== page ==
Let’s face it. With competition between music notation software programs heating up as never before, Finale, long the patriarch of modern notation software programs, continues to improve, but in some ways, is showing its age.
It’s not that Finale doesn’t have the power and flexibility of its competitors. Far from it. After 26 years, you can still make a valid argument that Finale is every bit as powerful as its competitors, capable of producing high quality output on par with anything else out there.
Finale does have tremendous horsepower, but this is tempered with an important caveat: harnessing all of that power to be able to work both efficiently and quickly at a professional level has somewhat been left to the end user.
User programmable keyboard shortcuts is one obvious productivity feature which Finale has historically lacked. Instead of integrating user programmable keyboard shortcuts, Finale has relied on third party solutions to solve this for users.
So, for years, power users like myself have integrated third party macro programs like Quickeys and Keyboard Maestro into their Finale workflows, allowing us to automate a wide range of functions, from Tool or menu selection, to complicated, multi-step operations.
But users of traditional Macro programs still run into a logjam at some point, because each operation requires a keystroke (or a menu item) to run.
Traditional Macro programs inherently create two new problems for power-user-style productivity. Right off, the user has to memorize a keyboard shortcut for each function that is assigned.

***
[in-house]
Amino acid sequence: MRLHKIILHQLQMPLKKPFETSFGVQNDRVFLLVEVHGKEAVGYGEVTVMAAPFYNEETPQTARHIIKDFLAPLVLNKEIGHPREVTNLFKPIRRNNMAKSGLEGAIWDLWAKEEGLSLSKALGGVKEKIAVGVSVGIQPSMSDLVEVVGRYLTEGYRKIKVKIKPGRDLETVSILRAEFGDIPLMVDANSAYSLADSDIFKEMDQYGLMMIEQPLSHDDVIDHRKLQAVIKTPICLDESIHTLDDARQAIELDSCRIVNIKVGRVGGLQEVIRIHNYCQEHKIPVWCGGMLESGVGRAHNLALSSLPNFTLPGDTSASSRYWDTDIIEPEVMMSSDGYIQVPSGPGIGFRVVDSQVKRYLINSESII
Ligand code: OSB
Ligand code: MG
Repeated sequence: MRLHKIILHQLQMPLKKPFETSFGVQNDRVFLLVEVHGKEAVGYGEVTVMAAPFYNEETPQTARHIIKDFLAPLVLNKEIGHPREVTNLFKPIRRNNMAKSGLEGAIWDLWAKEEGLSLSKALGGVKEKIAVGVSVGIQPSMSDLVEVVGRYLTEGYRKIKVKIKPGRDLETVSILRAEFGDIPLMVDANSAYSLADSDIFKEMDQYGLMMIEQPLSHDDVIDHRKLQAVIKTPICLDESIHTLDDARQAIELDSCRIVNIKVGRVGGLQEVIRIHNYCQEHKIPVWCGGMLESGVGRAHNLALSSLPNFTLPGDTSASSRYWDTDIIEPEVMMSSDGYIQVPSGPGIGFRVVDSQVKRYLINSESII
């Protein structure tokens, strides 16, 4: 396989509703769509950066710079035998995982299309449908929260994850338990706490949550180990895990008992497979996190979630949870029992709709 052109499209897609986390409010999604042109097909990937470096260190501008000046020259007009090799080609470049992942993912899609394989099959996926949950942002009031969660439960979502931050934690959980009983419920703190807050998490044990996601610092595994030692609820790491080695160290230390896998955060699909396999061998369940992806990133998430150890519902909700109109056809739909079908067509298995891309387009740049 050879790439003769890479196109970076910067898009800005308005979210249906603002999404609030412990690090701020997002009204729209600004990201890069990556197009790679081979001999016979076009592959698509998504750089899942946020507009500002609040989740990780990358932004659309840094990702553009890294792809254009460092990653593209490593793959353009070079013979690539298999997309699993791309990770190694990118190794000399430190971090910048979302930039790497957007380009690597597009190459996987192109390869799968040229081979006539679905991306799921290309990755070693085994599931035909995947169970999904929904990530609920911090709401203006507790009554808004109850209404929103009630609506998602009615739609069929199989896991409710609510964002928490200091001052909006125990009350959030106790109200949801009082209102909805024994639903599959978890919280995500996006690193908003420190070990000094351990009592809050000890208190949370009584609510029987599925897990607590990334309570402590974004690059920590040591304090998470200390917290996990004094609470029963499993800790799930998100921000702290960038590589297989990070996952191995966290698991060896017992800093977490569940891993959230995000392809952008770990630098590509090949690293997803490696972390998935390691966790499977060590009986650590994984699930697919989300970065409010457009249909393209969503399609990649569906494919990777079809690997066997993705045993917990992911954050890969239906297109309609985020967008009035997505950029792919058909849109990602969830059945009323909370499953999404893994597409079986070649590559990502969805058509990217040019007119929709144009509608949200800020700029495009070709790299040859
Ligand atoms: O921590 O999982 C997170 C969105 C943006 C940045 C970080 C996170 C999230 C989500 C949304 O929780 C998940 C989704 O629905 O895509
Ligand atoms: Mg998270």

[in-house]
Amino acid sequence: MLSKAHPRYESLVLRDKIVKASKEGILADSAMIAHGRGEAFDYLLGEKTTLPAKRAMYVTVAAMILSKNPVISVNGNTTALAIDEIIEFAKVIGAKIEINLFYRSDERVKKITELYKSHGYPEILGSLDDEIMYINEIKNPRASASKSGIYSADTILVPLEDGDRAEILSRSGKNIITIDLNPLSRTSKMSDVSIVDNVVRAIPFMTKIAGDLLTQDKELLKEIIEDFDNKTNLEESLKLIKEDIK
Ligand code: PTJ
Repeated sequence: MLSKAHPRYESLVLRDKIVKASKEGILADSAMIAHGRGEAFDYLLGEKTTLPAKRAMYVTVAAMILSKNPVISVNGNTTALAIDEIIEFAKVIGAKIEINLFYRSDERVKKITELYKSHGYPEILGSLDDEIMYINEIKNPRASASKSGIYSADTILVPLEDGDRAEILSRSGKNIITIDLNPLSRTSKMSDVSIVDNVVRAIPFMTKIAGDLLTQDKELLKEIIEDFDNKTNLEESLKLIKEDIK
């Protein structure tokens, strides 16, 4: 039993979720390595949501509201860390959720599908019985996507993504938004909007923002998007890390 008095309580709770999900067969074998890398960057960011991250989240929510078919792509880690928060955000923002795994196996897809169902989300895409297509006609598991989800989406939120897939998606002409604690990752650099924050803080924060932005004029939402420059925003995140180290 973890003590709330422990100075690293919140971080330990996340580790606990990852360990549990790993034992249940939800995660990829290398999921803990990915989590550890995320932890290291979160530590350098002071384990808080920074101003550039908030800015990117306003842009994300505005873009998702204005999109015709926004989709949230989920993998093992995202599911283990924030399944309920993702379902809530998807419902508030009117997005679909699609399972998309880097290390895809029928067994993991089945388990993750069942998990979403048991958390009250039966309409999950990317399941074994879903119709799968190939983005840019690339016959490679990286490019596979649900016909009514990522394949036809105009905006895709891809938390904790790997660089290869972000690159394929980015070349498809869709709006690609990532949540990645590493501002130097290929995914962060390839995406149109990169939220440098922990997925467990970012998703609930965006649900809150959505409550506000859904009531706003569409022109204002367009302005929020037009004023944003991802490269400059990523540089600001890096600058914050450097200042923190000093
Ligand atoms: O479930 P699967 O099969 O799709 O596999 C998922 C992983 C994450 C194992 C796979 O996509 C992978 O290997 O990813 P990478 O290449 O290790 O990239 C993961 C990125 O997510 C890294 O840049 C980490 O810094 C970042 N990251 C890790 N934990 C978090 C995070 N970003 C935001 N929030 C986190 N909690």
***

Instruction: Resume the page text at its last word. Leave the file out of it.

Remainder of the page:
Memorization is not a problem if you only need shortcuts for a couple of dozen functions, but Finale has 26 tools just in its Main Tool Palette, with 20 Smart Shapes and 29 Simple Entry functions (counting rests). We’re already up to 75 shortcuts not counting the 18 Special Tools, and we haven’t even started to look at menu functions yet!
The second issue is that, one-handed keyboard shortcuts are at a premium on traditional computer keyboards. The easiest shortcuts are keystrokes with a single modifier + key combination, like CONTROL-V OR CMND-C (two examples of keystrokes which are, oops, already reserved by the System.)
Once you get past the single modifier + key combinations, both hands are required to wrangle further shortcuts, at which point, you may as well be selecting functions from the menus without the shortcuts in many cases.
The ideal solution for an external controller for Finale should meet these seven requirements:
- Memorizing keyboard shortcuts should not be required.
- An ideal control interface uses icons or graphics as labels.
- Must be self-contained, and not rely on 3rd party solutions, but also have…
- The ability to integrate with 3rd party macro software.
- Be able to perform a variety of multi-step, advanced functions.
- Shortcuts grouped into task sets of related functions, and…
- Users can create their own custom groups for specific workflows.
JETSTREAM FINALE CONTROLLER
The JetStream Finale Controller meets and exceeds the seven requirements above. JetStream is built on the Elgato Stream Deck hardware; a tool originally designed for video gamers.
While there is an initial cost to own the Stream Deck hardware or mobile app, JetStream Finale Controller itself is, and will remain FREE.
Elgato’s Stream Deck is an ideal delivery system for a Finale controller. There is a 15-button version for iOS or available as hardware, and a 32 button version of the hardware, called the Stream Deck XL.
There is no need to memorize shortcuts, because each of the buttons has a graphical or text representation of a specific group of tasks or a specific function. For instance, Finale’s tool palette appears in JetStream as backlit buttons; these tool icons are instantly identifiable to every Finale user.